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“But what’s stranger still is that he appears to hold onto much of his emotions, at least he did when we first met,” Aaron remained lost in thought. “No. I did sense remorse when his father couldn’t notice his existence.”

Gale clicked his tongue in annoyance, slipping away from the creature’s grasp once more. Fatigue was catching up to him, and the open wound on his chest was not helping his cause either. The only thing that kept him on his feet was the thought of rescuing his parents, to ensure that they didn’t follow him to the grave.

“That, and how predictable its movements are,” he considered, dodging it again.

He found himself at the entrance to the front yard, by his mailbox. Gale dug it out with a gentle tug, much to his surprise, recalling no such strength from his time alive. As the creature lunged once more, he swung the box into what appeared to be its face, hammering it away.

The wood weakened at the centre, breaking in half just as the shovel had. This time, the being made no mistakes, manoeuvring itself to disable Gale, stubby hands curling around the boy’s throat. Gale continued to fight his battle, stabbing the creature with what was left of his weapon. He stopped only when the constriction of the creature’s hands tightened beyond his threshold for pain.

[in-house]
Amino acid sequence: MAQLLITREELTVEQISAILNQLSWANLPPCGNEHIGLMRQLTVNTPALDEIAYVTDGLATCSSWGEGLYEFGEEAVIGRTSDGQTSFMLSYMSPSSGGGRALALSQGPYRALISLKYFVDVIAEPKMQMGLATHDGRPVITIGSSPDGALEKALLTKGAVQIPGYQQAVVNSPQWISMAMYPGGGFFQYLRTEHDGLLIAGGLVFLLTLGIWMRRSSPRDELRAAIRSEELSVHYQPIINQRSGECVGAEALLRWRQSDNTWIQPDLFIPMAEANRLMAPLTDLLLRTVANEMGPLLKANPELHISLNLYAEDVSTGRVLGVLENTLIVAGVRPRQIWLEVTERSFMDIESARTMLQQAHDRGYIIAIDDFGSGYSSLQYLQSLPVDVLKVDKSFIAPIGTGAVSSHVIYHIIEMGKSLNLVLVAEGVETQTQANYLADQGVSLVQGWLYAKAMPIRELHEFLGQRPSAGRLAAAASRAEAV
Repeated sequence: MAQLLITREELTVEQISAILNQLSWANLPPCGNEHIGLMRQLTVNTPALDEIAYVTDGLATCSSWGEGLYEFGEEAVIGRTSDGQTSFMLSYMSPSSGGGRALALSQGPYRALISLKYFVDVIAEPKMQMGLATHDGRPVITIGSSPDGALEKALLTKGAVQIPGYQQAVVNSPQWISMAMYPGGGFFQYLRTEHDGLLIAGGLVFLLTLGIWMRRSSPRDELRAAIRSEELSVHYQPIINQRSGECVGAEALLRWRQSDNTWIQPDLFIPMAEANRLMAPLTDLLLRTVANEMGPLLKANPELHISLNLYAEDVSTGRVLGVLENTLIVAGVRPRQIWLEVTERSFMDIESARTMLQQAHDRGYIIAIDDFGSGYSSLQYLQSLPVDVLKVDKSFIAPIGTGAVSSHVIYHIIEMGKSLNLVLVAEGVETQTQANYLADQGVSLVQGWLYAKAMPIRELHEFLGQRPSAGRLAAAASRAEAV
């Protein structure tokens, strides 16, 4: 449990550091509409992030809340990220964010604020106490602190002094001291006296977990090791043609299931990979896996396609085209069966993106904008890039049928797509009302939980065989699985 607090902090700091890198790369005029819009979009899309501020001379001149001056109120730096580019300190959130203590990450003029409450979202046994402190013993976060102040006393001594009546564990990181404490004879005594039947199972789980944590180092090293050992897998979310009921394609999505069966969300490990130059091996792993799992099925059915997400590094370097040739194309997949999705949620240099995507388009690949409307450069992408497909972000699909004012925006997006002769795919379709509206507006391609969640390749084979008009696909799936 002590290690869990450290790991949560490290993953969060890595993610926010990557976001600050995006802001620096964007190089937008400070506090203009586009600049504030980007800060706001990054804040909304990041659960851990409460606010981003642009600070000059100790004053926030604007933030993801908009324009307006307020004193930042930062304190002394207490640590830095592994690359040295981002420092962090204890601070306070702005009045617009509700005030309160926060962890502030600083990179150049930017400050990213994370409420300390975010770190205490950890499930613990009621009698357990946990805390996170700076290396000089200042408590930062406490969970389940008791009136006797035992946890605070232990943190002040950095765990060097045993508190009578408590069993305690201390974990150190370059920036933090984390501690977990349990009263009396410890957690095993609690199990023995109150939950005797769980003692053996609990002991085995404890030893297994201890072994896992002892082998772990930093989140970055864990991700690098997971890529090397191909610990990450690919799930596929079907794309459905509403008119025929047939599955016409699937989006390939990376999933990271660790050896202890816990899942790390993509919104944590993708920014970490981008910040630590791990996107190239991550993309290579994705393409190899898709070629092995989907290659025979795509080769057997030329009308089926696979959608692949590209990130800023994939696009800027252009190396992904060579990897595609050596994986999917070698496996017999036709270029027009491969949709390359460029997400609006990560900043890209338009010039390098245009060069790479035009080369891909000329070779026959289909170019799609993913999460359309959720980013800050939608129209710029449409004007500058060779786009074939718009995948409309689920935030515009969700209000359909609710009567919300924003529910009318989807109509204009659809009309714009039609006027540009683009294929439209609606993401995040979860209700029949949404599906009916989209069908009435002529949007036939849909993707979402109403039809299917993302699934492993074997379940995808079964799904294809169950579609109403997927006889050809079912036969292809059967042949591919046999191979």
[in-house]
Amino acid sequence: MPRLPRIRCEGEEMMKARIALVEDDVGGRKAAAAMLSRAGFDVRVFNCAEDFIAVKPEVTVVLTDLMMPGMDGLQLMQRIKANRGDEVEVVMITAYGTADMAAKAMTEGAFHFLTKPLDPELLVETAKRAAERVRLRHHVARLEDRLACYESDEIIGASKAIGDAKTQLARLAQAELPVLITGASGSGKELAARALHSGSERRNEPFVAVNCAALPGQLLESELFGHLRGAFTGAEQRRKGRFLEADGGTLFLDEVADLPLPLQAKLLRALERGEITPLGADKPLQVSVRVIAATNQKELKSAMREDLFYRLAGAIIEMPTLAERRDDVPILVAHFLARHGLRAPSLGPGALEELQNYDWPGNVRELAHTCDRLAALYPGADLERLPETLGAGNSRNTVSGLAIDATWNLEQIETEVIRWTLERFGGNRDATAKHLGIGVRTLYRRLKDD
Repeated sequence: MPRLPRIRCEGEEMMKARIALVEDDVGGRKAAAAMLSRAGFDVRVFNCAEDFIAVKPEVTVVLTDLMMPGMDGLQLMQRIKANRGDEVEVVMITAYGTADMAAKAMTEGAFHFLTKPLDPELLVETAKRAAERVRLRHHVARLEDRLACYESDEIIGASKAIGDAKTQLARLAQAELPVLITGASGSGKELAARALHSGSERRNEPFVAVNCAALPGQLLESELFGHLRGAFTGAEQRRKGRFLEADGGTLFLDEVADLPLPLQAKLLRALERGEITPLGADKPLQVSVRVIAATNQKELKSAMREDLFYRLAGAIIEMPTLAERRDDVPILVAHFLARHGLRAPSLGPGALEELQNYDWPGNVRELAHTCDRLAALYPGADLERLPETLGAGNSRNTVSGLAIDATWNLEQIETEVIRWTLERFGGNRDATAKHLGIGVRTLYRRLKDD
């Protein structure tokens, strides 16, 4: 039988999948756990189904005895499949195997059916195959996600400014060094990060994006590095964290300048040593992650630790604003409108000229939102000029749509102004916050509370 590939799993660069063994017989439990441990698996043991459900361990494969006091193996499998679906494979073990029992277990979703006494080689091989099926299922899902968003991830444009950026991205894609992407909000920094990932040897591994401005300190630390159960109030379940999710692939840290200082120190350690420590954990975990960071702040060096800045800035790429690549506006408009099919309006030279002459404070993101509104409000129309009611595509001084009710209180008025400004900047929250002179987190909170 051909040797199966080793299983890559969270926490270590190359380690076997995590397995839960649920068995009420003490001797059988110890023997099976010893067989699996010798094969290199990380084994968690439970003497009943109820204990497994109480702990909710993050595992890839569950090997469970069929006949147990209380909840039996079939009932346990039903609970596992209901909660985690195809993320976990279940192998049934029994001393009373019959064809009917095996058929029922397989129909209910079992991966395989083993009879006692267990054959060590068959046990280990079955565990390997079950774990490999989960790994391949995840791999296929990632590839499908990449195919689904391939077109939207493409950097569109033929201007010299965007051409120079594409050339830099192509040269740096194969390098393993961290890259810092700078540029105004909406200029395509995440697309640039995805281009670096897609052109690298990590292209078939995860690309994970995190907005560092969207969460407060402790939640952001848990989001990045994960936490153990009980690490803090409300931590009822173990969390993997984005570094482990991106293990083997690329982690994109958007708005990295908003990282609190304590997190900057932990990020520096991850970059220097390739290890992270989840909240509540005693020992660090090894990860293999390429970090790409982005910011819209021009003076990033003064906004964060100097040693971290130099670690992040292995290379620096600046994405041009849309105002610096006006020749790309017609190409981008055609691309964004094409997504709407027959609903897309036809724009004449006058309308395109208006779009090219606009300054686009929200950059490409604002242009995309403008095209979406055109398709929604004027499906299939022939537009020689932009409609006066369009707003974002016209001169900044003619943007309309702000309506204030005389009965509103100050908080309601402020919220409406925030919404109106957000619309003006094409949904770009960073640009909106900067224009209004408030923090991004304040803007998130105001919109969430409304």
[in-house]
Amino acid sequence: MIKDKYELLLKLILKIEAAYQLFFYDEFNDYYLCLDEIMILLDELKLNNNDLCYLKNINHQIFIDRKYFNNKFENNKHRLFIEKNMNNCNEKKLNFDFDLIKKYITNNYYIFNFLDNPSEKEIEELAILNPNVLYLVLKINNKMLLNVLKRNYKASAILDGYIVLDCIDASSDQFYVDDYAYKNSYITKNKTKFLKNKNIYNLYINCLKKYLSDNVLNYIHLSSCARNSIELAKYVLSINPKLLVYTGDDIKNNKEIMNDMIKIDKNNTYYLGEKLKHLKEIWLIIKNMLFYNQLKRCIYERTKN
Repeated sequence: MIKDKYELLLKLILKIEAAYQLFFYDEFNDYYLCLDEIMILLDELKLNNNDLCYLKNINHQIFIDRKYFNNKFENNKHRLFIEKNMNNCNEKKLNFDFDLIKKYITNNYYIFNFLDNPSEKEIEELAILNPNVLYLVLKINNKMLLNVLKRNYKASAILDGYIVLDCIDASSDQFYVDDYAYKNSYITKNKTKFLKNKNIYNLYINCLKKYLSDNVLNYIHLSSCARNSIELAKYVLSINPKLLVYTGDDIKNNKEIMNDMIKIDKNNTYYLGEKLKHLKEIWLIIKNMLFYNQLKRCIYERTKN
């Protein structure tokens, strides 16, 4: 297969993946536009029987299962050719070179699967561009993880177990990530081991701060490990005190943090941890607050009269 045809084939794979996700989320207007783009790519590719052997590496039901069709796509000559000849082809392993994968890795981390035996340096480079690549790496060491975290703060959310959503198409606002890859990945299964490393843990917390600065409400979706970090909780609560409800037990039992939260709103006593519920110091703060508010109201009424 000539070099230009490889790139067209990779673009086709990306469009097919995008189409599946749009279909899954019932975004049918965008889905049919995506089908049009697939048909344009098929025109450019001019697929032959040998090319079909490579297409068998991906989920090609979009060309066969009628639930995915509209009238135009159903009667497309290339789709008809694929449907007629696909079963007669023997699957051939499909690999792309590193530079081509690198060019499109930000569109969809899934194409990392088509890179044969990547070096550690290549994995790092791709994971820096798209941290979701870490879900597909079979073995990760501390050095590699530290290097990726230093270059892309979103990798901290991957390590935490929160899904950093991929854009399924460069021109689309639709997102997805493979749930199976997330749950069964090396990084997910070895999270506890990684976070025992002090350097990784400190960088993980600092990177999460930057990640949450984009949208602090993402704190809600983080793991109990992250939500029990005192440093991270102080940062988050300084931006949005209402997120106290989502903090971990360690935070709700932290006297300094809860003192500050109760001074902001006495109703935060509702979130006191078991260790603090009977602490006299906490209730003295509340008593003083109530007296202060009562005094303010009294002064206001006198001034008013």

“Was I mistaken?” thought Aaron at the sight of Gale’s near defeat. “That’s a shame. I’m sure he would’ve managed to make things interesting on the other side.”

Gale winced, his sight blurring. His memories surfaced, and the thought of his death met with little resistance. He was giving up.

“What am I doing?” he whispered. “I wouldn’t be able to call myself their son if this is the best I could do for them after kicking the bucket.”

He willed his body back to life, shutting his eyes to find a source of strength. It remained elusive at first, but Gale continued to beg — beg for a miracle that would help him overturn his situation. Time passed and the creature strengthened its grip as Gale fought both the pain and his resolve to revitalize his body.